School officials in Dade County, Fla., have abandoned hope that a school-construction program financed by the district’s 1988 record-breaking $1 billion bond issue will relieve its chronic immigrant-driven overcrowding.
The nation’s fourth-largest district, with 315,000 students, Dade County has seen its ambitious building program derailed by 1992’s Hurricane Andrew, new government regulations, and what critics have described as mismanagement.
Those problems, and a surge of immigrants from South America, Central America, and the Caribbean countries that is helping swell enrollment by 10,000 students a year, have forced the district to seek new options.
The school board recently ordered district officials to accelerate study of year-round schooling, double sessions, and leasing of commercial space as options for overcrowded schools.
And, school officials do not rule out going to the taxpayers again, hat in hand.
“We’re going to have to tell the public at some point, ‘We have given you back what you have given us,”’ said Henry C. Fraind, an assistant superintendent of schools and a spokesman for the district.
What voters gave the school district in 1988 was approval to issue a $980 million bond, the largest school-bond issue ever until the passage last week of a $1.5 billion bond measure in Detroit. (See related story )
At the time, school officials said the money would fuel a five-year construction program of 250 renovation projects, including 49 new schools. But delays and cost overruns have stalled that program, while hundreds of new projects have been added to the list.
Last month, The Miami Herald surveyed school-construction records and concluded that 195 of the district’s 731 construction projects are over budget. The total cost of the program has jumped to $1.68 billion, the newspaper said, yet less than half of the 49 new schools promised have been built.
Dade County school officials do not dispute these numbers. But they contend that after the bond passed, two stronger powers intervened: Mother Nature and government.
In 1992, Hurricane Andrew devastated large parts of southern Florida and left Dade schools with roughly(See Education Week, 11/18/92.)
“It really shut down our [school-construction] program for an entire year,” said Craig Sturgeon, the assistant superintendent for facilities management.
Andrew did most of its damage in the southern part of the county and drove families--and students--north, forcing the district to reconfigure its construction plans, Mr. Sturgeon said.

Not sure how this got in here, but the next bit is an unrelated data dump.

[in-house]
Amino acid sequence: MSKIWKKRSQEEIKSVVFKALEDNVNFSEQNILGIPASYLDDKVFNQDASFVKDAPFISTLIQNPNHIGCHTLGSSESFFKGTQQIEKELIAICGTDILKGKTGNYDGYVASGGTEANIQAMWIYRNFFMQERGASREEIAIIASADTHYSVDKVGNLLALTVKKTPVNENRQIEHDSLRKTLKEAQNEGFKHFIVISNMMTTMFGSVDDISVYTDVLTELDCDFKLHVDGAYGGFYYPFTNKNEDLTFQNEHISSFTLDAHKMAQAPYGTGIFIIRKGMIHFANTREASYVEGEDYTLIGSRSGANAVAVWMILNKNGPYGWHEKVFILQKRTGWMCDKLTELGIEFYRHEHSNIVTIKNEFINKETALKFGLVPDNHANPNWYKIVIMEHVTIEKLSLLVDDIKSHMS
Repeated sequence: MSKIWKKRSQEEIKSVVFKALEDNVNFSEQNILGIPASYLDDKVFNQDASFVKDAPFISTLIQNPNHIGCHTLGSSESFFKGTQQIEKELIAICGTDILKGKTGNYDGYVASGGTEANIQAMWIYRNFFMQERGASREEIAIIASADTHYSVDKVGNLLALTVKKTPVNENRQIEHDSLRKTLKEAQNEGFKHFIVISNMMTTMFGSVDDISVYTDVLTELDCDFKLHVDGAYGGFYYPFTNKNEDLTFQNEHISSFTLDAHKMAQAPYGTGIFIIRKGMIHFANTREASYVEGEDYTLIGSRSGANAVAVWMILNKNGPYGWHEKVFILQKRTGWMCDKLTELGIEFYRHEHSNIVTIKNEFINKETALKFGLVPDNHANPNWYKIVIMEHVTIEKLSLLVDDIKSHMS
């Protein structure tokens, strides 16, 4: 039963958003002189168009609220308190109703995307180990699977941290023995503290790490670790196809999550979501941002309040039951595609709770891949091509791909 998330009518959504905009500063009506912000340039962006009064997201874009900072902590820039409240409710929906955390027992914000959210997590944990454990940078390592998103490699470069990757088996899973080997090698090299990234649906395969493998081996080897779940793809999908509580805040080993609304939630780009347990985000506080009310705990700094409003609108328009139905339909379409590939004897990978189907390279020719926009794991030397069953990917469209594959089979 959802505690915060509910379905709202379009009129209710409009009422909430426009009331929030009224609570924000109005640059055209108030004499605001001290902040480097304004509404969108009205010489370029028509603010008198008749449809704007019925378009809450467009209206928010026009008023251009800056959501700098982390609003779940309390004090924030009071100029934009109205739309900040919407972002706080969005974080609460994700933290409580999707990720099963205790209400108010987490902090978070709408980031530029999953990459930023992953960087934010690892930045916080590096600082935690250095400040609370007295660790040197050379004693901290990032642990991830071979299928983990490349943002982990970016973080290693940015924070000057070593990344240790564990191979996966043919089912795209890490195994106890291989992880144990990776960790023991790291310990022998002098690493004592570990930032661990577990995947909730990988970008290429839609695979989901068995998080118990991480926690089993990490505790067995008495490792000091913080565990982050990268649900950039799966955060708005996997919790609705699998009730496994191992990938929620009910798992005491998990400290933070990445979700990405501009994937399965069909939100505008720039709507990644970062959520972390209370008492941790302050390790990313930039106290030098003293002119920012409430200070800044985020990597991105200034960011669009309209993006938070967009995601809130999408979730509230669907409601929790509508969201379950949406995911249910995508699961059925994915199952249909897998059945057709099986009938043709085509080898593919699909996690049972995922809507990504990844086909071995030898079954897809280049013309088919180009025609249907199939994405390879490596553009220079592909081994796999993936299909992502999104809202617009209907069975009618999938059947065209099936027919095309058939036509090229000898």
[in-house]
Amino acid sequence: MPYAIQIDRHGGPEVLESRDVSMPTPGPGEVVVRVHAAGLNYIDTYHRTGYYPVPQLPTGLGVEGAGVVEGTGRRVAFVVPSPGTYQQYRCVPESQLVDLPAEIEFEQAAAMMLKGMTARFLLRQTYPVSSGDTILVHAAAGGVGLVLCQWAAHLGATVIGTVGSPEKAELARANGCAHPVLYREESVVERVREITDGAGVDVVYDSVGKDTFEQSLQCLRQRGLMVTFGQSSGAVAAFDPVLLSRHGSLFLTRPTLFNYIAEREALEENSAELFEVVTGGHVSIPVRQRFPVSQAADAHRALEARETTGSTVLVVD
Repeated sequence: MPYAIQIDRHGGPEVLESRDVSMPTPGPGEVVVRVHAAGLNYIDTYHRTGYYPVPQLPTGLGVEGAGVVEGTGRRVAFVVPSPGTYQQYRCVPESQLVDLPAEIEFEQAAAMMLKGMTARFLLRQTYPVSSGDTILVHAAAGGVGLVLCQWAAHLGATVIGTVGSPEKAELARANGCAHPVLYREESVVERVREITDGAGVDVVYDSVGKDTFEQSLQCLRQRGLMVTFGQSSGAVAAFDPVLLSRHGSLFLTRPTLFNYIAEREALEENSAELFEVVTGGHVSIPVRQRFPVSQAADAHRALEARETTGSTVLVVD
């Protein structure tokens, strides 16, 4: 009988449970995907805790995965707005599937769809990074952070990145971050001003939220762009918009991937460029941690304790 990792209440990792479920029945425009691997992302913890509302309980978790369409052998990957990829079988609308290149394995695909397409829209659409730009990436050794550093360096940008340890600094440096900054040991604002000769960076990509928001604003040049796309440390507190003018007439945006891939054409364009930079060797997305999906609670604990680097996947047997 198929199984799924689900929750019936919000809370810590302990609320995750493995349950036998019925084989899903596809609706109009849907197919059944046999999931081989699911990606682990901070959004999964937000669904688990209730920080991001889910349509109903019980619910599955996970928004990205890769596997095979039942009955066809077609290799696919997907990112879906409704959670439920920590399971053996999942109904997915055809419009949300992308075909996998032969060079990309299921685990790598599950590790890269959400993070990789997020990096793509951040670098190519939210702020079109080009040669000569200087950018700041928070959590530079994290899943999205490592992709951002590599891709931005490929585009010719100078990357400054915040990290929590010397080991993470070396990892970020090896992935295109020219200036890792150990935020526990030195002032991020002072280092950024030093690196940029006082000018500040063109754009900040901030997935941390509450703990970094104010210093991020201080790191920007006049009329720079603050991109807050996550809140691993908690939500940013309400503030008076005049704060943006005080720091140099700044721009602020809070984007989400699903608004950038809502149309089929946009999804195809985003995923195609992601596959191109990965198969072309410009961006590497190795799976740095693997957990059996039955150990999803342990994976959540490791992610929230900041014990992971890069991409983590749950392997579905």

Legislative blows delivered by Congress and the Florida legislature have caused as much harm as the storm did, officials said.
When the federal Americans with Disabilities Act took effect in 1992, crews working in several new schools had to rip out completed work to build elevators, expand bathroom stalls, and construct ramp entrances.
Also after the bond issue was approved, the legislature passed a law that shifted the cost of site improvements--building sewer lines, water mains, and roads, for example--to the schools, Mr. Sturgeon said.
Despite these obstacles, the district has opened 26 new schools, and 28 are under construction or on the drawing board.
School critics, however, contend that district officials have been slow to recognize the problem of overcrowding and have mismanaged funds from the bond issue.
“There is a lot of p.r. going on and not a lot of actually doing something about bringing schools on line,” charged Paul D. Novack, the Mayor of Surfside, Fla., and the school-construction representative for the Dade League of Cities.
Mr. Novack has pushed the school board for an audit of the district’s handling of the bond issue. Recently the board yielded, agreeing to permit the state auditor to study whether interest on the bond issue has been reinvested in construction or diverted for general revenues.
Educators, Not Builders
School officials acknowledged making mistakes in managing the program.
“School personnel are experts in how to run schools, not in construction,” said Rosa Castro Feinberg, a school board member.
Even a perfect program could not build enough space to handle the booming enrollment, officials said. New construction is providing space for 6,000 additional students a year, Mr. Sturgeon said.
But Dade is picking up almost twice that number of students every year.
“At this point in Dade County, we can’t open up schools fast enough,” Mr. Fraind said. “We’re running at full speed, and every time you open a school, it’s full.”
All but 35 of the district’s 270 schools are filled beyond capacity. Administrators are juggling schedules and scrambling to find space for classes.
At Miami Coral Park Senior High, where 3,600 students fill the school to 36 percent beyond capacity, health-education teachers hold discussions about such intimate subjects as aids and sexuality in the school’s auditorium.
“You can only do so much,” said William Machado, an assistant vice principal at the school. “It’s like when you have only so many buckets and so much water to put into the buckets.”
A version of this article appeared in the November 16, 1994 edition of Education Week as $1 Billion School-Building Program Cannot Keep Up With Dade Students